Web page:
Aviation legal experts from Irwin Mitchell, who also act for the victims of North Sea helicopter ditchings, have been instructed by John McGarrigle, whose 57-year-old father, also called John McGarrigle, died inside the Clutha. The law firm will represent the family as negotiations over compensation with the operator, Bond Air Services, get under way.
Ten people died when a Eurocopter EC135 police helicopter crashed into the roof of the Glasgow pub on November 29.
Jim Morris, partner in the Irwin Mitchell's specialist aviation team, said that the lack of an explanation for the Glasgow crash highlighted the fact that EC135s are not currently required to have a flight data recorder (FDR) or cockpit voice recorder (CVR). He said: "The lack of crucial FDR and CVR evidence has made things much more difficult for the investigators."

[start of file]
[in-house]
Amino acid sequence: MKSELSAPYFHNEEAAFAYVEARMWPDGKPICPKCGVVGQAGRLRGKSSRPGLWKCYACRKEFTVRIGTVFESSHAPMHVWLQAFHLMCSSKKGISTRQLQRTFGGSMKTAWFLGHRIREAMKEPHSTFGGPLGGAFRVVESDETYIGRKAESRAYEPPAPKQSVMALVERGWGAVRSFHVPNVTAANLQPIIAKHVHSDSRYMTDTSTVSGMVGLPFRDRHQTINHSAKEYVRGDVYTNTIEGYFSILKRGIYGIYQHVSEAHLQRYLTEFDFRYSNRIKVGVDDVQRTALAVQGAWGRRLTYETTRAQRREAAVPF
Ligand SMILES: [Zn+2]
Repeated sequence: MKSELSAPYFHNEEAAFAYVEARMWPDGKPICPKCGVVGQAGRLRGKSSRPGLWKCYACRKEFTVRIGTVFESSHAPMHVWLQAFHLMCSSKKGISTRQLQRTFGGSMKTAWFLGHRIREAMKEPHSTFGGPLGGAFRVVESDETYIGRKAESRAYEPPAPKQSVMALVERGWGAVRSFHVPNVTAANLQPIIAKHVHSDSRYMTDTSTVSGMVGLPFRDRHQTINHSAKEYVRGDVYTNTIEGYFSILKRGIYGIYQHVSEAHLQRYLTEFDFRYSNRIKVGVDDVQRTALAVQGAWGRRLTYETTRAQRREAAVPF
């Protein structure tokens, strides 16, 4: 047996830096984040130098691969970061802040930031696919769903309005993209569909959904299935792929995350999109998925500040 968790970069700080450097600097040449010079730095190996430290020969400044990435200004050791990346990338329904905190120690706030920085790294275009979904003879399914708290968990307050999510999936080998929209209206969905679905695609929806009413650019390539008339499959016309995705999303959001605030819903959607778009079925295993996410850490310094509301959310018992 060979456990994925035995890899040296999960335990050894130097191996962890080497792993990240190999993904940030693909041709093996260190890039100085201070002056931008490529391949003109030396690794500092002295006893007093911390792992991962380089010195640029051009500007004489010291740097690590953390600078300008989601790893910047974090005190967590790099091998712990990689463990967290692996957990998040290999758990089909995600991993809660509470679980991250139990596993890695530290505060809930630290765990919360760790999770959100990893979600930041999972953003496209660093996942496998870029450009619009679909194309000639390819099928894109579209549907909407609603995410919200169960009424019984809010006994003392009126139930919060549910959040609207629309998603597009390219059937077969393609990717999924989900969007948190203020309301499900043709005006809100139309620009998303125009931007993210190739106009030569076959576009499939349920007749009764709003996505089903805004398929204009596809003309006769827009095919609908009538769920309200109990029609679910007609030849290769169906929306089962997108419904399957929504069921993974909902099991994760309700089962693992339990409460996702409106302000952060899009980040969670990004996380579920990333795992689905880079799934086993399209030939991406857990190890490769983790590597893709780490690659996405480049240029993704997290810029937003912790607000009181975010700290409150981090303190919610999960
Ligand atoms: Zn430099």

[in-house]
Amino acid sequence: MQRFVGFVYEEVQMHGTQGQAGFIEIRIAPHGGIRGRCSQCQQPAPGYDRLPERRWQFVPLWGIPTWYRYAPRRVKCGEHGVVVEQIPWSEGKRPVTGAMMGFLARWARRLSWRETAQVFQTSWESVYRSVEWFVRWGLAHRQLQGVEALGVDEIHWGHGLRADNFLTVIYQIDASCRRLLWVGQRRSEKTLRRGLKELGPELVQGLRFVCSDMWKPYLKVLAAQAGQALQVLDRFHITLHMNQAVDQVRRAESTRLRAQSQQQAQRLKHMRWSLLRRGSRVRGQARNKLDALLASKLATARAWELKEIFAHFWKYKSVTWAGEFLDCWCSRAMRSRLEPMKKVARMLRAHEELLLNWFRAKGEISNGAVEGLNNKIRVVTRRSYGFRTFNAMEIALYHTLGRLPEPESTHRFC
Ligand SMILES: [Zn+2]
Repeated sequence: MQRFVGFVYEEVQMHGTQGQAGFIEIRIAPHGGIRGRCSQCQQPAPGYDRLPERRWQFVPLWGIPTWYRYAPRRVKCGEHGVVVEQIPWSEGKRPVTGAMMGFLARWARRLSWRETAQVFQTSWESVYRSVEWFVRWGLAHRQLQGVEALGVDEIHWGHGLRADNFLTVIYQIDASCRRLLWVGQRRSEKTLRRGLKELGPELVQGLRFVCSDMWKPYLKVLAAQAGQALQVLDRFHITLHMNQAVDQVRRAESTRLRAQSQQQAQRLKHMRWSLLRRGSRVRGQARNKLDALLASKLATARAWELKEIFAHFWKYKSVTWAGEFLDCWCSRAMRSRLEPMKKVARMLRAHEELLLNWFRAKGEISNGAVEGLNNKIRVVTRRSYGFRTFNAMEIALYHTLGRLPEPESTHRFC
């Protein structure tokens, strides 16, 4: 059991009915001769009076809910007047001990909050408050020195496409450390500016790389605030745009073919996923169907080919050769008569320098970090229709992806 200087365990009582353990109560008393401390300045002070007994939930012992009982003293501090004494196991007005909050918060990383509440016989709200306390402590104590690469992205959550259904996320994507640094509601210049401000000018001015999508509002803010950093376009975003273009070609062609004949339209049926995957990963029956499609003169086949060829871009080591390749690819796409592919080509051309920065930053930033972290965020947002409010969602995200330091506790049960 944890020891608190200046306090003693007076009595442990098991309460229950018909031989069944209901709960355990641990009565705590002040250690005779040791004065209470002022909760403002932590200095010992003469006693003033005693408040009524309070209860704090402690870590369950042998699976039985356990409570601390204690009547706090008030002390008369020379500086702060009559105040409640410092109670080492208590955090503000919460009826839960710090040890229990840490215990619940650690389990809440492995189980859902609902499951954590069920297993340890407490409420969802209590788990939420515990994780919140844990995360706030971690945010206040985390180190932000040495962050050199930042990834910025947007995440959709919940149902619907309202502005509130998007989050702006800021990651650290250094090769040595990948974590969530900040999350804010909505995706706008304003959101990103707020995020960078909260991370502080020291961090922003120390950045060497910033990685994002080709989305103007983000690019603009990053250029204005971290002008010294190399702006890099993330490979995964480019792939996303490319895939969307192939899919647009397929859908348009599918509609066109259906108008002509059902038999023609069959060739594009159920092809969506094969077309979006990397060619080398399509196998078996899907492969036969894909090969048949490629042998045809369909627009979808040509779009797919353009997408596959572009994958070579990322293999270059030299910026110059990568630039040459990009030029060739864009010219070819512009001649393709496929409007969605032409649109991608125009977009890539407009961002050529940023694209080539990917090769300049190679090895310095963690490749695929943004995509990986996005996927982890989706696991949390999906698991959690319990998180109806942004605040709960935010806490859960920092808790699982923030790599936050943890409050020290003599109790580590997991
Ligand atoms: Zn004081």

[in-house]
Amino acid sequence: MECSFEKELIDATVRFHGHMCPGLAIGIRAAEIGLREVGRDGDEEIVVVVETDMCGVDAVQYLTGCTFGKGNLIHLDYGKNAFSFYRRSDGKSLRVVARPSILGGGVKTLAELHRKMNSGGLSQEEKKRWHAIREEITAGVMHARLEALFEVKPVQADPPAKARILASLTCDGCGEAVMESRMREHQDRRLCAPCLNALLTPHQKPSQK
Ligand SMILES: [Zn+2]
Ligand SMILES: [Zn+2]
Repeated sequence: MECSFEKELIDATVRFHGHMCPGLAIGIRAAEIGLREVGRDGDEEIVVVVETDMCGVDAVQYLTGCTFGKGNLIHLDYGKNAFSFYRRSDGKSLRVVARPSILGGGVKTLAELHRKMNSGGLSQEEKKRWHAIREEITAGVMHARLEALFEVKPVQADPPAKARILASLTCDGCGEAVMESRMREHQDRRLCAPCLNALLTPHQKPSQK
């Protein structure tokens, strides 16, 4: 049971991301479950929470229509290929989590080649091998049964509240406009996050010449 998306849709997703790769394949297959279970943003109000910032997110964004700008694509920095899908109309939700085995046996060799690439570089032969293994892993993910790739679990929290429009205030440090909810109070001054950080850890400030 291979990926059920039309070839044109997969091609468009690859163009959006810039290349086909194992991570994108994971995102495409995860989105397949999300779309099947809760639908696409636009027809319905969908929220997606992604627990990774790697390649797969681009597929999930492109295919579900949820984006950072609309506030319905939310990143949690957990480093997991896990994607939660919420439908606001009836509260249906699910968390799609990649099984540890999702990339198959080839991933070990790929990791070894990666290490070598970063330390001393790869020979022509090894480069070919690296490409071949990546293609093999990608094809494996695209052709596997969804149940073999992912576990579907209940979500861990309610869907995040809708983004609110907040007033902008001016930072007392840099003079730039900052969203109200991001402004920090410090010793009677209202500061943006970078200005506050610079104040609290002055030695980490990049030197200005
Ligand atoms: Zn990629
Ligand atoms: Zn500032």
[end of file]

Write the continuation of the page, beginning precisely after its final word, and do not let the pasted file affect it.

The Herald revealed how a fatal air ambulance crash in Hungary in 2008 involving an EC135 led Easa, Europe's aviation regulator, to finally instruct operators this year to install black boxes on the aircraft. However, operators have until 2017 to do so.
Dozens of claims are expected to be lodged by those injured or bereaved in the Clutha tragedy.
Patrick McGuire, a partner with Thompsons Solicitors, is representing more than 20 victims. He said: "We would expect sizeable payouts for those whose injuries mean they couldn't return to full employment.
"But the most important thing for the victims is to find out what happened as quickly as possible."